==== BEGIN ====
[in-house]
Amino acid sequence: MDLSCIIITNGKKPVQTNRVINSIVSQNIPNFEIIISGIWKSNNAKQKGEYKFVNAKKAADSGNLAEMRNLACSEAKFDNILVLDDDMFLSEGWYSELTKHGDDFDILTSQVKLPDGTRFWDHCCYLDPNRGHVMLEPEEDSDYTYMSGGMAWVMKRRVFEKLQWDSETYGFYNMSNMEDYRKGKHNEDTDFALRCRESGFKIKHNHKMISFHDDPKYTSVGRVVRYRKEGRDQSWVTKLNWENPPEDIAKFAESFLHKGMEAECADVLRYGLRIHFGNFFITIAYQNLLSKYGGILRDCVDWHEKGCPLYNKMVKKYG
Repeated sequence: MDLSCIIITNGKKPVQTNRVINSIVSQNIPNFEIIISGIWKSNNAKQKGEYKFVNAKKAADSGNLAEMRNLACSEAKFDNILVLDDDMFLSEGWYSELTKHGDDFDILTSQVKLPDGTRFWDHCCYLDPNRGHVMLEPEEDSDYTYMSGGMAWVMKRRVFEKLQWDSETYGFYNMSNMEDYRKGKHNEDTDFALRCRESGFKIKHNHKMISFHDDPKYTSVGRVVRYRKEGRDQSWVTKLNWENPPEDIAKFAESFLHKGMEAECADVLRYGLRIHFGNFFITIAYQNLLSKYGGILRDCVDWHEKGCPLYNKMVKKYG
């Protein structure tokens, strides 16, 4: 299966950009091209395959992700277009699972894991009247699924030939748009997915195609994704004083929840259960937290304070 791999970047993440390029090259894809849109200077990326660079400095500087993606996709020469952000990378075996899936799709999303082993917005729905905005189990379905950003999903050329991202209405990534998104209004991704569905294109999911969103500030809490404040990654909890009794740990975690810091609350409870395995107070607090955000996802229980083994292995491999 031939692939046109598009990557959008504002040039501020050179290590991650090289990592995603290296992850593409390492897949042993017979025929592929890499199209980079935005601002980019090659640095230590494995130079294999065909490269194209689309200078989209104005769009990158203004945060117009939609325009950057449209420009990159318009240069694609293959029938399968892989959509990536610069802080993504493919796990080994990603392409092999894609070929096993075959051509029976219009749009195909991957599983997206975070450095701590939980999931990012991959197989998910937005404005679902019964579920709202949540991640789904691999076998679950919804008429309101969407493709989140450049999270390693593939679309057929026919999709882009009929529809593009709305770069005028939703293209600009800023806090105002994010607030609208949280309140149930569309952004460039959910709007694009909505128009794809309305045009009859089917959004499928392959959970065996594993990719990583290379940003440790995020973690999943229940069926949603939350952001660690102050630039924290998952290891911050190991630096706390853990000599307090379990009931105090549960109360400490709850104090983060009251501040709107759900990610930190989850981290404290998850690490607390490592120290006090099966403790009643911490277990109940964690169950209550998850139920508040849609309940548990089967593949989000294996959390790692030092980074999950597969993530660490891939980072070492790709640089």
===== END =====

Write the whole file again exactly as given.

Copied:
[in-house]
Amino acid sequence: MDLSCIIITNGKKPVQTNRVINSIVSQNIPNFEIIISGIWKSNNAKQKGEYKFVNAKKAADSGNLAEMRNLACSEAKFDNILVLDDDMFLSEGWYSELTKHGDDFDILTSQVKLPDGTRFWDHCCYLDPNRGHVMLEPEEDSDYTYMSGGMAWVMKRRVFEKLQWDSETYGFYNMSNMEDYRKGKHNEDTDFALRCRESGFKIKHNHKMISFHDDPKYTSVGRVVRYRKEGRDQSWVTKLNWENPPEDIAKFAESFLHKGMEAECADVLRYGLRIHFGNFFITIAYQNLLSKYGGILRDCVDWHEKGCPLYNKMVKKYG
Repeated sequence: MDLSCIIITNGKKPVQTNRVINSIVSQNIPNFEIIISGIWKSNNAKQKGEYKFVNAKKAADSGNLAEMRNLACSEAKFDNILVLDDDMFLSEGWYSELTKHGDDFDILTSQVKLPDGTRFWDHCCYLDPNRGHVMLEPEEDSDYTYMSGGMAWVMKRRVFEKLQWDSETYGFYNMSNMEDYRKGKHNEDTDFALRCRESGFKIKHNHKMISFHDDPKYTSVGRVVRYRKEGRDQSWVTKLNWENPPEDIAKFAESFLHKGMEAECADVLRYGLRIHFGNFFITIAYQNLLSKYGGILRDCVDWHEKGCPLYNKMVKKYG
């Protein structure tokens, strides 16, 4: 299966950009091209395959992700277009699972894991009247699924030939748009997915195609994704004083929840259960937290304070 791999970047993440390029090259894809849109200077990326660079400095500087993606996709020469952000990378075996899936799709999303082993917005729905905005189990379905950003999903050329991202209405990534998104209004991704569905294109999911969103500030809490404040990654909890009794740990975690810091609350409870395995107070607090955000996802229980083994292995491999 031939692939046109598009990557959008504002040039501020050179290590991650090289990592995603290296992850593409390492897949042993017979025929592929890499199209980079935005601002980019090659640095230590494995130079294999065909490269194209689309200078989209104005769009990158203004945060117009939609325009950057449209420009990159318009240069694609293959029938399968892989959509990536610069802080993504493919796990080994990603392409092999894609070929096993075959051509029976219009749009195909991957599983997206975070450095701590939980999931990012991959197989998910937005404005679902019964579920709202949540991640789904691999076998679950919804008429309101969407493709989140450049999270390693593939679309057929026919999709882009009929529809593009709305770069005028939703293209600009800023806090105002994010607030609208949280309140149930569309952004460039959910709007694009909505128009794809309305045009009859089917959004499928392959959970065996594993990719990583290379940003440790995020973690999943229940069926949603939350952001660690102050630039924290998952290891911050190991630096706390853990000599307090379990009931105090549960109360400490709850104090983060009251501040709107759900990610930190989850981290404290998850690490607390490592120290006090099966403790009643911490277990109940964690169950209550998850139920508040849609309940548990089967593949989000294996959390790692030092980074999950597969993530660490891939980072070492790709640089």